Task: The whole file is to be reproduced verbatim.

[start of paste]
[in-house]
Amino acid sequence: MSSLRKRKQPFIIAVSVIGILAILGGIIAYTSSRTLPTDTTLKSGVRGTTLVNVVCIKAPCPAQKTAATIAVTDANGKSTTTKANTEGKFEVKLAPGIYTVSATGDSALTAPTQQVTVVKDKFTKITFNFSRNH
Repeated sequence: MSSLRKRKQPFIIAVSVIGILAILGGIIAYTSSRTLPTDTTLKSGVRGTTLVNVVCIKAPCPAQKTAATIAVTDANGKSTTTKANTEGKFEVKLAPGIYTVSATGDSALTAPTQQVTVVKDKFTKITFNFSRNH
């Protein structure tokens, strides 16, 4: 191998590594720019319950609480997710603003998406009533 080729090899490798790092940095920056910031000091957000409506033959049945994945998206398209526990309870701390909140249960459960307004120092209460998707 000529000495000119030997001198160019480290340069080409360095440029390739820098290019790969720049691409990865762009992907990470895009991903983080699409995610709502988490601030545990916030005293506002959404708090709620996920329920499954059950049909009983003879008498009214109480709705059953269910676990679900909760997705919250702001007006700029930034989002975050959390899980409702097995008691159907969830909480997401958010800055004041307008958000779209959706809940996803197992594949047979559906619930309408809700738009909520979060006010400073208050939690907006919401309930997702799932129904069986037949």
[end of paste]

[in-house]
Amino acid sequence: MSSLRKRKQPFIIAVSVIGILAILGGIIAYTSSRTLPTDTTLKSGVRGTTLVNVVCIKAPCPAQKTAATIAVTDANGKSTTTKANTEGKFEVKLAPGIYTVSATGDSALTAPTQQVTVVKDKFTKITFNFSRNH
Repeated sequence: MSSLRKRKQPFIIAVSVIGILAILGGIIAYTSSRTLPTDTTLKSGVRGTTLVNVVCIKAPCPAQKTAATIAVTDANGKSTTTKANTEGKFEVKLAPGIYTVSATGDSALTAPTQQVTVVKDKFTKITFNFSRNH
């Protein structure tokens, strides 16, 4: 191998590594720019319950609480997710603003998406009533 080729090899490798790092940095920056910031000091957000409506033959049945994945998206398209526990309870701390909140249960459960307004120092209460998707 000529000495000119030997001198160019480290340069080409360095440029390739820098290019790969720049691409990865762009992907990470895009991903983080699409995610709502988490601030545990916030005293506002959404708090709620996920329920499954059950049909009983003879008498009214109480709705059953269910676990679900909760997705919250702001007006700029930034989002975050959390899980409702097995008691159907969830909480997401958010800055004041307008958000779209959706809940996803197992594949047979559906619930309408809700738009909520979060006010400073208050939690907006919401309930997702799932129904069986037949």